For weeks now, these Viewpoint pages have been filled with letters from people endorsing candidates for local office.
We are being overwhelmed with emails and regular mail as candidates urge their supporters to show their support in this very public forum.
This Wednesday, we will fill not only the editorial page but two or three other pages with letters — and still not reach the bottom of the mailbag.
It happens every year at this time. And every year we also hear from people who complain about all those political letters.
One such complaint appeared in Monday’s Speakout. It read: “It is that time of year when we will be reading the same old writers, sending the same old Letters to the Editor, telling us how great the candidates they like will do, if elected. Of course, these candidates are in the same political party of the writer.”
Well, maybe. Or maybe the candidate is a friend or family member of the writer. Or maybe the candidate simply embodies the qualities the writer admires and wants in a political office-holder.
Whatever the motivation any writer has for writing a Letter to the Editor in support of a candidate, it is undeniably an effective way to communicate information to a large audience. (We have roughly 50,000 readers on most days. The circulation is multiplied by a factor to take into account the number of people who typically read each copy of the newspaper.)
And for a person to actually take the time to compose a letter in behalf of a political candidate and get it delivered to our offices, some depth of feeling for the person must exist.
Letters to the Editor remain, after all these generations and all these technological advances, an effective method of communicating to such a sizable group of people.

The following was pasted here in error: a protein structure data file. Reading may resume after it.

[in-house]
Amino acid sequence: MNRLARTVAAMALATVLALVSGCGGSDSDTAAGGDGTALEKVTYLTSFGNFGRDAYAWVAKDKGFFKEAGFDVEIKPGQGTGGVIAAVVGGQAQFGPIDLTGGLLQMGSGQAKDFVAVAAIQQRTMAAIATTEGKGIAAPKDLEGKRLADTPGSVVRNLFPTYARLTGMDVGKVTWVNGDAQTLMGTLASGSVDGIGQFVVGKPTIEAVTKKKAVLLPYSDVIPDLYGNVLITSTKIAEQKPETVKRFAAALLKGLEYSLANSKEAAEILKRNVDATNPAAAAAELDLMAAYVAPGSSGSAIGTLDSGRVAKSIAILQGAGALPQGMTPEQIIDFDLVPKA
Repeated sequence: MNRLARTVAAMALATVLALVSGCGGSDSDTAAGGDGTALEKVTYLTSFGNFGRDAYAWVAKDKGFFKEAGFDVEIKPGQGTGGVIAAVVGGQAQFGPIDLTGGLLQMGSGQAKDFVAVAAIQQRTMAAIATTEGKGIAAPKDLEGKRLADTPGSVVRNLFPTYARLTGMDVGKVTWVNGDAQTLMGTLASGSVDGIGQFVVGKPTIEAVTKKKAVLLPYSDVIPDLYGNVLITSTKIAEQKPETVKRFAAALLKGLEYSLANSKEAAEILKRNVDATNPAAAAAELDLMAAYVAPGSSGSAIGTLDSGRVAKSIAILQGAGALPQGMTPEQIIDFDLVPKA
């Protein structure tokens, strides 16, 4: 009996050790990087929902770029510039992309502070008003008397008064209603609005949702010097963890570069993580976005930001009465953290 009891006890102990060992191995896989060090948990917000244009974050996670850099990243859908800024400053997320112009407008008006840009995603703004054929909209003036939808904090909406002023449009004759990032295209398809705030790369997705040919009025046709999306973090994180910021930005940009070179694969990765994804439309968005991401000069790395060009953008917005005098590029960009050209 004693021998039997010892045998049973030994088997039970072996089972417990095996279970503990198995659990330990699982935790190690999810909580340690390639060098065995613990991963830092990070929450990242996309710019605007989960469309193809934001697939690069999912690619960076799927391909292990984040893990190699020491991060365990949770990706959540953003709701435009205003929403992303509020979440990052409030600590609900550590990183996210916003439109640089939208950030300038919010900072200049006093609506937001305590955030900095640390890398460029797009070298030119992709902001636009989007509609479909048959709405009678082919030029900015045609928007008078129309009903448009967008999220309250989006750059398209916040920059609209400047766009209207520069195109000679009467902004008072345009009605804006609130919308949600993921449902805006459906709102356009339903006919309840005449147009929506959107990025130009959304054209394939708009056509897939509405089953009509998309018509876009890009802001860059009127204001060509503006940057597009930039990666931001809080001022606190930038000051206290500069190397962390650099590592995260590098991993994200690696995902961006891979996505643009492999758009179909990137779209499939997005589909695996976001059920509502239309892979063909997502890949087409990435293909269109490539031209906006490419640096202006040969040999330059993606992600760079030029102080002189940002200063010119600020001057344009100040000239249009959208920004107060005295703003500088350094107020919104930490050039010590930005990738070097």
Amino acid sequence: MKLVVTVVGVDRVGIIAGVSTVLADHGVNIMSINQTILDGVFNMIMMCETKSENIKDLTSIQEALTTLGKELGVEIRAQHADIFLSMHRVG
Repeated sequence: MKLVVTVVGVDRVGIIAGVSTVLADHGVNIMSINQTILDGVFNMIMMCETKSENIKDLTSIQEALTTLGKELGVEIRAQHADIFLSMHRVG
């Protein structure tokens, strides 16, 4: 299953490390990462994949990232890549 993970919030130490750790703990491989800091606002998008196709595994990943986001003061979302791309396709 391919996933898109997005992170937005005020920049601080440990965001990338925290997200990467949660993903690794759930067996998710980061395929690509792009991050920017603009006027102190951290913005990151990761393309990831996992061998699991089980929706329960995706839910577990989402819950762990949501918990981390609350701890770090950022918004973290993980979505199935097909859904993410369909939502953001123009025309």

And the message meant to be conveyed in a letter will, in fact, be passed on. This section of the paper has always enjoyed one of the highest levels of readership. People want to see what their friends, neighbors and acquaintances — and even strangers — have to say.
Over the years, political letters have undoubtedly helped decide many an election. Politicians often hold that an avalanche of letters for one candidate or a dearth for the other translates to votes.
But the time to express your opinions on candidates is about to end. We announced back on Sept. 29 that the deadline for election letters is 5 p.m. Wednesday, Oct. 23. We won’t accept even one letter after that date.
You still have time to get one here. Either email it to email@example.com or fax it to 561-3362.
Be absolutely sure that it doesn’t exceed 300 words. We are counting every word and will return it to you if it is too long. That means you risk the letter not appearing on time.
Writers should hurry if they want to meet the deadline of 5 p.m. Wednesday. And remember: People are definitely reading.